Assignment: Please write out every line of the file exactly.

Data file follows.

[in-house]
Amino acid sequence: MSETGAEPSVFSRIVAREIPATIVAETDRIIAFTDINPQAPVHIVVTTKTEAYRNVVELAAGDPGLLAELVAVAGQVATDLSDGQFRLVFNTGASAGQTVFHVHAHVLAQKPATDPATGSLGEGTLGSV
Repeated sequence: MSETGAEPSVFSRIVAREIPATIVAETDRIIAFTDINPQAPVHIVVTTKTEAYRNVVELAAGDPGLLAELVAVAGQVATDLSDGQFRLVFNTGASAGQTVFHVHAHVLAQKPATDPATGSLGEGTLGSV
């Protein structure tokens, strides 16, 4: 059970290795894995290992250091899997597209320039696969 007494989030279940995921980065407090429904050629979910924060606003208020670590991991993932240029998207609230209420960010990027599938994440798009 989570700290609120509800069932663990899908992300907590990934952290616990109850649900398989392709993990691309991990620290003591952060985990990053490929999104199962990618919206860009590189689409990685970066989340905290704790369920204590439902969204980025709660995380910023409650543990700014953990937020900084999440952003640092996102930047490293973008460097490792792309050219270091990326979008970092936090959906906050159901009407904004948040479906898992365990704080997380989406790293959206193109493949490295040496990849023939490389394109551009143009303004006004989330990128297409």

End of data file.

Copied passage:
[in-house]
Amino acid sequence: MSETGAEPSVFSRIVAREIPATIVAETDRIIAFTDINPQAPVHIVVTTKTEAYRNVVELAAGDPGLLAELVAVAGQVATDLSDGQFRLVFNTGASAGQTVFHVHAHVLAQKPATDPATGSLGEGTLGSV
Repeated sequence: MSETGAEPSVFSRIVAREIPATIVAETDRIIAFTDINPQAPVHIVVTTKTEAYRNVVELAAGDPGLLAELVAVAGQVATDLSDGQFRLVFNTGASAGQTVFHVHAHVLAQKPATDPATGSLGEGTLGSV
């Protein structure tokens, strides 16, 4: 059970290795894995290992250091899997597209320039696969 007494989030279940995921980065407090429904050629979910924060606003208020670590991991993932240029998207609230209420960010990027599938994440798009 989570700290609120509800069932663990899908992300907590990934952290616990109850649900398989392709993990691309991990620290003591952060985990990053490929999104199962990618919206860009590189689409990685970066989340905290704790369920204590439902969204980025709660995380910023409650543990700014953990937020900084999440952003640092996102930047490293973008460097490792792309050219270091990326979008970092936090959906906050159901009407904004948040479906898992365990704080997380989406790293959206193109493949490295040496990849023939490389394109551009143009303004006004989330990128297409």